Is there a difference?

I have a question about syringes vs. pens vs. pumps. I have never used any devise to inject my insulin other than a hypodermic syringe. I’m curious as to if the unit calibrations are the same between all of the administration devises. I’ve taken shots through the U40, U80, & currently U100 insulin types. A U100 syringe is calibrated to 100 units equals 1cc or ml. So if I say I’m injecting 50 units for a basal dose of NPH that is one half of a cc/ml. Then if I say I’m injecting 25 units of Reg for a bolus dose that is one fourth of a cc/ml. Are pens calibrated the same so when one person is talking about doses from their pen or pump is it the same as people talking about syringe injection dosages like me? I apologize for my ignorance, but asking is the only way to learn from experienced people when comparing apples and oranges.

Hi Bill @rs3880 , you and I come from the same era - ancient history for many of the contributors here. As an aside, the syringe I used for decades before having to change to U-100 had an orange color U-40 scale on one side and a green color U-80 scale on the other - easy to use either.

If everyone is talking the U-100 standard which was adopted about 1975, 25 units is 25 units be it delivered by syringe or pen. And the same 25 units of insulin whether the syringe has a capacity of i cc/i ml which would be a capacity of 100 units or the smaller syringes which have capacities of 1/3 ml and 1/2 ml. Some of the lower capacity syringes [the 1/3 ml syringe have scales markings in 1 unit intervals and in 1/2 unit intervals making it possible to administer “finer-tuned” insulin doses. Some pens too can deliver 1/2 unit doses.

Also, insulin is available in U-300 and U-500 strengths useful for people who have severe insulin resistance.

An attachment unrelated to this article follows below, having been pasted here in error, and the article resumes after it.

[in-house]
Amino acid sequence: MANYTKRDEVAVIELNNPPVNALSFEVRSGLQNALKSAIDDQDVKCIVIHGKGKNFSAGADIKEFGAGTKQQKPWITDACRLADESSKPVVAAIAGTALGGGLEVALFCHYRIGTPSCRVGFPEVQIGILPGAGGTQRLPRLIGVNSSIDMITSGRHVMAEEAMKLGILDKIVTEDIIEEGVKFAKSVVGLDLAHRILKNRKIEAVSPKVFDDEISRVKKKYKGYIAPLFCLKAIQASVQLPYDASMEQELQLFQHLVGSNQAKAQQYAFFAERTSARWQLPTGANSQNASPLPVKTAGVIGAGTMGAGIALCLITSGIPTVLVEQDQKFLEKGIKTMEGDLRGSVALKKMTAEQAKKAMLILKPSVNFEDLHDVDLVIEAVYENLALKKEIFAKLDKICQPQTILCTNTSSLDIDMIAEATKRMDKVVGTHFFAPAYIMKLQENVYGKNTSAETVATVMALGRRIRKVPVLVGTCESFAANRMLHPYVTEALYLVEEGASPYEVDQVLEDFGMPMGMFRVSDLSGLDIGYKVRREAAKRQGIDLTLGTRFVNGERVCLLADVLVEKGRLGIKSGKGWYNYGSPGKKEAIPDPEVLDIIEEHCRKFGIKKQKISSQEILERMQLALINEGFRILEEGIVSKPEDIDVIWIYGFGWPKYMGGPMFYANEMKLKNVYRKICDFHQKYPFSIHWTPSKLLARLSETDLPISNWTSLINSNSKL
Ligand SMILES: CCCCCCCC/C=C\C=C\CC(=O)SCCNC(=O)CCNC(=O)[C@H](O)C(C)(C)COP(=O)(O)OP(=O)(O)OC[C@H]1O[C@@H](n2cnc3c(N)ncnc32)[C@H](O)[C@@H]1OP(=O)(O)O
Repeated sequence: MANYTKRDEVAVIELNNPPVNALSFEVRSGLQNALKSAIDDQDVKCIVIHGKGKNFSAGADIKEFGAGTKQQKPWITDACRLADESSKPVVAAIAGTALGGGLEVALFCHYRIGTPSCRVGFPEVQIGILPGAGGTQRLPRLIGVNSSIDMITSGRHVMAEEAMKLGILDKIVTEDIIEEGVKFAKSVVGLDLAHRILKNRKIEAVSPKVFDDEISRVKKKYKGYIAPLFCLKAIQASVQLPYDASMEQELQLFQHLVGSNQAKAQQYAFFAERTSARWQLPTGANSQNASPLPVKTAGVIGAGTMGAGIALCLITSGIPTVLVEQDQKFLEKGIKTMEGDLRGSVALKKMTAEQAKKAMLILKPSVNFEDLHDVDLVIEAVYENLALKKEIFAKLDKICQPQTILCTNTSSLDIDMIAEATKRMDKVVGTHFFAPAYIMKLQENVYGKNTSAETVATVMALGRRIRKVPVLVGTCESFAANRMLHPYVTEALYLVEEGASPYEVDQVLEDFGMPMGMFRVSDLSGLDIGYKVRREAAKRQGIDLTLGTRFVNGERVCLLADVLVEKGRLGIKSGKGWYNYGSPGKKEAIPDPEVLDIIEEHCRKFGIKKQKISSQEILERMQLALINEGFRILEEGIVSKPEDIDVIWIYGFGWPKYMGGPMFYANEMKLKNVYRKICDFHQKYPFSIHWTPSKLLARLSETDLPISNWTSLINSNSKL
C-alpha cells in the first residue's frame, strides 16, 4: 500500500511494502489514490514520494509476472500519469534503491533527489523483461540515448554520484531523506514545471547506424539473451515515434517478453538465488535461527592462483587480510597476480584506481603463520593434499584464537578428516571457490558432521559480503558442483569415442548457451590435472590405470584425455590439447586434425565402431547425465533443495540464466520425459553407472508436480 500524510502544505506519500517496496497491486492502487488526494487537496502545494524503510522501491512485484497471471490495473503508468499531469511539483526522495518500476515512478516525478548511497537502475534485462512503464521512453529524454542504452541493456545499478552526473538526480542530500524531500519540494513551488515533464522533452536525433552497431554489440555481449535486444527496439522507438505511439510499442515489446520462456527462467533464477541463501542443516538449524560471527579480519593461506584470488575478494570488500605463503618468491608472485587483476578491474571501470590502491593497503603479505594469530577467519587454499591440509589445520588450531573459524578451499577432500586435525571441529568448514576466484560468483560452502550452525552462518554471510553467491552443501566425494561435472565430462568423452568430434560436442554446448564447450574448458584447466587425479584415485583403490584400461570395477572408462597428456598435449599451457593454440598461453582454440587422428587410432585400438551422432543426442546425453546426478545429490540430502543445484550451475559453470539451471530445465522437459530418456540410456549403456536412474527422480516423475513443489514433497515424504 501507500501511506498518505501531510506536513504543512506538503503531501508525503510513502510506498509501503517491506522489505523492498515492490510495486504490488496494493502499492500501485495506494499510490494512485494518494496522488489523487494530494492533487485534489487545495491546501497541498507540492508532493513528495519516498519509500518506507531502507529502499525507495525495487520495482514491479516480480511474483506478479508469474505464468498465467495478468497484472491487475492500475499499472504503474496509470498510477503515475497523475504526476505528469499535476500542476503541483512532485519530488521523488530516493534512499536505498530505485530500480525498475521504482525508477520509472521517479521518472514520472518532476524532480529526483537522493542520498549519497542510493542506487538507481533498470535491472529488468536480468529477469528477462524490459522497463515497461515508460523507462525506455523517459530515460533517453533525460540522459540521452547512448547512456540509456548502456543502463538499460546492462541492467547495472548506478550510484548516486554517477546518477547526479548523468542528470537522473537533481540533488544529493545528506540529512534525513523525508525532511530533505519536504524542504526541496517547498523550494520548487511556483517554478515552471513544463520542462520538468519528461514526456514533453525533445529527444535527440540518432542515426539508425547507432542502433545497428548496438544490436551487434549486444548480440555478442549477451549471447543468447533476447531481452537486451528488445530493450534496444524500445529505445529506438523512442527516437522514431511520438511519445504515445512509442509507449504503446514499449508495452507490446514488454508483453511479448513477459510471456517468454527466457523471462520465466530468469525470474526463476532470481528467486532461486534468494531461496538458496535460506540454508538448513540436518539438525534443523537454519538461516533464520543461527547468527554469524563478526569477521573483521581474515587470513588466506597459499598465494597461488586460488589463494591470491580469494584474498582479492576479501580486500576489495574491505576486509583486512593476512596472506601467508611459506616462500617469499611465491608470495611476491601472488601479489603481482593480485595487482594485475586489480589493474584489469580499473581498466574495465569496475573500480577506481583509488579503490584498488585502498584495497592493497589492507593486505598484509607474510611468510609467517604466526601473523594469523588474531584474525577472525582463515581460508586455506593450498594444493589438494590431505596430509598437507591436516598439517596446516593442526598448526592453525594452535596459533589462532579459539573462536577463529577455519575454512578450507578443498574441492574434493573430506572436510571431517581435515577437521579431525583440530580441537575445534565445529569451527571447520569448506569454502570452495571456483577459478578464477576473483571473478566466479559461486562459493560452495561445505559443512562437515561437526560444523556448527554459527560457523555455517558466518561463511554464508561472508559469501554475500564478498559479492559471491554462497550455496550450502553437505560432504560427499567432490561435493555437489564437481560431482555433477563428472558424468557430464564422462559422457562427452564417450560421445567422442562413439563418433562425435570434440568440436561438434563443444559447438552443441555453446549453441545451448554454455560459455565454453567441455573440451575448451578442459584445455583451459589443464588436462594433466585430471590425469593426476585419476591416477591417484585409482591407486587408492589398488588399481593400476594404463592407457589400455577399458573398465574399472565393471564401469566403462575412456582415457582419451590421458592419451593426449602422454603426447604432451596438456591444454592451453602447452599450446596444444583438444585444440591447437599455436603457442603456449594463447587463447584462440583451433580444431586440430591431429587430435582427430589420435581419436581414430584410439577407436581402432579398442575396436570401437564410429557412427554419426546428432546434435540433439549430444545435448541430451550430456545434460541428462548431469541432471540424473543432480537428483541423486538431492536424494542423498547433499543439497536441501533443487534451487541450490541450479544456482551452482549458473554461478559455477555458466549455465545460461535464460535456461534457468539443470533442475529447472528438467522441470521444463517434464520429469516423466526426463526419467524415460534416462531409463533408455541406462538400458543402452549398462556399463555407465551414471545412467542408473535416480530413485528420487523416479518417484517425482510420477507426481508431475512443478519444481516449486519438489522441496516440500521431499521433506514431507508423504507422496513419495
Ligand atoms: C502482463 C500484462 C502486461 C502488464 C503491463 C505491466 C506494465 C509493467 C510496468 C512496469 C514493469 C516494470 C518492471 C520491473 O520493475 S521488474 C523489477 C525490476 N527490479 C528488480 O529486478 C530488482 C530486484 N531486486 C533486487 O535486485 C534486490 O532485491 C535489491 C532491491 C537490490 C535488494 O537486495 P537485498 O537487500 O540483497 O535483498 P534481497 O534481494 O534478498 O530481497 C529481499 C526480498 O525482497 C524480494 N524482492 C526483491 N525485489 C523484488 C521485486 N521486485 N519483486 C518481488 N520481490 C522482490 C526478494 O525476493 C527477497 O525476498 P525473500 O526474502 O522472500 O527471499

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Thank you Dennis for that explanation that cleared up my curiosity. You shed some light on the U300 and 500 stronger insulin’s that I may need to investigate because I’m needing to take way more than the average dinosaur.

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Tagging on here with @Dennis , a unit is 1/100 of a milliliter and it’s the same for pen, syringe, or pump. The u value is a way to indicate concentration, so u500 insulin is 5x more insulin per unit compared to u100. Cheers.

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I used syringes for about 15 years before switching over to pens. I didn’t think I’d like the pens, and at the time they were more expensive.

As Dennis and Joe have said, the insulin is the same u100. The only difference is in the delivery.

With a vial, you take a long syringe, inject air into the vial, pull out some insulin, clear out the air bubbles, draw up what you need, inject that, and have to dispose of the whole syringe. You can draw as much as you need (depending on the size of syringe) and can even do half units. But there are 1000 units in a vial, and if you drop it (and don’t have one of those handy insulin vial coozies) you can lose a lot of insulin in one accident.